And at the end of the day, it’s super amazing to see how the idea of having tailor-made value propositions to your customers, how marketplaces are dealing with this, how they’re dealing with being very customer-centric, moving to a subscription-based business models, moving to outcome-based business models. Anticipating what the customer wants to experience next and what they want their outcome to be next. So I think that is setting the bar, I think, in our go-to-market and it is setting the bar on how close you can be to a customer. So what we require to do is, we obviously participate in these marketplace opportunities but we’re also keen to learn and think about how we can get to the sharp partners involved. And also get our own direct go-to-market [inaudible] involved. And basically think about how we think about the relationships that we have with customers but also with partners. And so, we recently launched a new channel partner program and said early on that we do close to 88% of our business through channel partners.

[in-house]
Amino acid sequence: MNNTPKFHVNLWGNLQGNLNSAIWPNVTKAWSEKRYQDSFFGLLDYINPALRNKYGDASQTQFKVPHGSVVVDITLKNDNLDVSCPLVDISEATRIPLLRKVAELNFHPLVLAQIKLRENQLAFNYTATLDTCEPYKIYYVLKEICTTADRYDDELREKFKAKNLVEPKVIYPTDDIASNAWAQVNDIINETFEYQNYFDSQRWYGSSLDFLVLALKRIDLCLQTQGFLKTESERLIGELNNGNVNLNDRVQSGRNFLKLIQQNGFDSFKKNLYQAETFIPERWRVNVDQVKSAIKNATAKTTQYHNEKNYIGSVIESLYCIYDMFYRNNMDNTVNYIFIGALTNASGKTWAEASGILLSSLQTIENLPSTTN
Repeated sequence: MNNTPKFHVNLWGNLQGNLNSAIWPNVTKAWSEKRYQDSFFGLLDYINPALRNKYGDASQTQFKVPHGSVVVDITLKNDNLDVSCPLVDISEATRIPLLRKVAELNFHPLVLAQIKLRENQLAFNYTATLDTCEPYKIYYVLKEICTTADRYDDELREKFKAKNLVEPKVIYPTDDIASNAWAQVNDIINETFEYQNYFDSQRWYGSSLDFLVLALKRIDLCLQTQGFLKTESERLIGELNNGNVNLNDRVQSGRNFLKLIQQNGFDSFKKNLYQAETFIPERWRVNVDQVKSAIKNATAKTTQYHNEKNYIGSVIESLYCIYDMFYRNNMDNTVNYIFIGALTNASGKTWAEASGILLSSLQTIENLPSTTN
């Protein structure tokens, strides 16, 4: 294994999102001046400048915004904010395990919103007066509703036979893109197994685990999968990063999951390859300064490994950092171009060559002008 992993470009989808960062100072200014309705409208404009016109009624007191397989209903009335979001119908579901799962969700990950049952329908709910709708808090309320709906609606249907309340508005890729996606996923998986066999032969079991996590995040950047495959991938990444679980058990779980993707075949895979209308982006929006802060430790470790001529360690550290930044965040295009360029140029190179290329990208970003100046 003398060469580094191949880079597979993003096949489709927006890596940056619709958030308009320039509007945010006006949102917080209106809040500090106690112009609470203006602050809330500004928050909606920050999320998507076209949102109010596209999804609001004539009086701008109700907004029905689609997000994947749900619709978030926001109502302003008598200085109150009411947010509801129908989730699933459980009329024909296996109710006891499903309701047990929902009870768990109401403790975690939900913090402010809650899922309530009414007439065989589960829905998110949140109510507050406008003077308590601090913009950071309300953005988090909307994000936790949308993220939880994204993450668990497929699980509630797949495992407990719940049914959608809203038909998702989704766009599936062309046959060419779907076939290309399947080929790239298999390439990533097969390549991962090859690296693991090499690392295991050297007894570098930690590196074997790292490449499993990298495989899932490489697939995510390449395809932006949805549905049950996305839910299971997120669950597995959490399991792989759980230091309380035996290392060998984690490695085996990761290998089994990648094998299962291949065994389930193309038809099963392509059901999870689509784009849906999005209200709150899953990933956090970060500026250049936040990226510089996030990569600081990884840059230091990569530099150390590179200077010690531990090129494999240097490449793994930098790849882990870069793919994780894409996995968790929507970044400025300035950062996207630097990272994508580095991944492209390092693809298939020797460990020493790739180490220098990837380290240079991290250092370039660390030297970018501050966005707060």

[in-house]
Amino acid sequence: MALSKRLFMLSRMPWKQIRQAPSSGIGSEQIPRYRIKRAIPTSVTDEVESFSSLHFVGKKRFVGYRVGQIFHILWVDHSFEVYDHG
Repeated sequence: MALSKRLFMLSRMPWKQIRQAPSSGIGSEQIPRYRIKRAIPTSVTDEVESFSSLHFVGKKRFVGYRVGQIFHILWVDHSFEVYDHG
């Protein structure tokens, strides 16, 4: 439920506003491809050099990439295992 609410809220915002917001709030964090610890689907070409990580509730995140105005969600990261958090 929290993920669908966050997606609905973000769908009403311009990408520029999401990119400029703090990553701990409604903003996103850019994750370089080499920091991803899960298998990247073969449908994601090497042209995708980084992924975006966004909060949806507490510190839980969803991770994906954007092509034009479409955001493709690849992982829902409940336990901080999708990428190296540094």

Christoph:

And in the past, we defined the relationship that we have with partners basically based on two pillars. One was your overall performance your overall size of the relationship that we have from a business point of view. And the second pillar was really around capability, think about certification for example. And we left those. They continue to be important. But we added a third one. And that third one is really collaboration. Collaboration on going to market together, going to market in services-lead models. Going to market by sharing important information, obviously with customers opted in. In order to be able to move to subscription and outcome-based services. And so that is a Herculean task to do that across the tens of thousands of partners that we have. Across the whole global coverage that we have. But it’s also super energizing to have discussions with partners and to see what their capabilities are. And as I said to you, I think prior to COVID, launching that third pillar would have been a very tough sell-in into my partner landscape. But with COVID-19, everybody gets it. So everybody understands why this is something that we need to evolve on together and why our customers are expecting from us.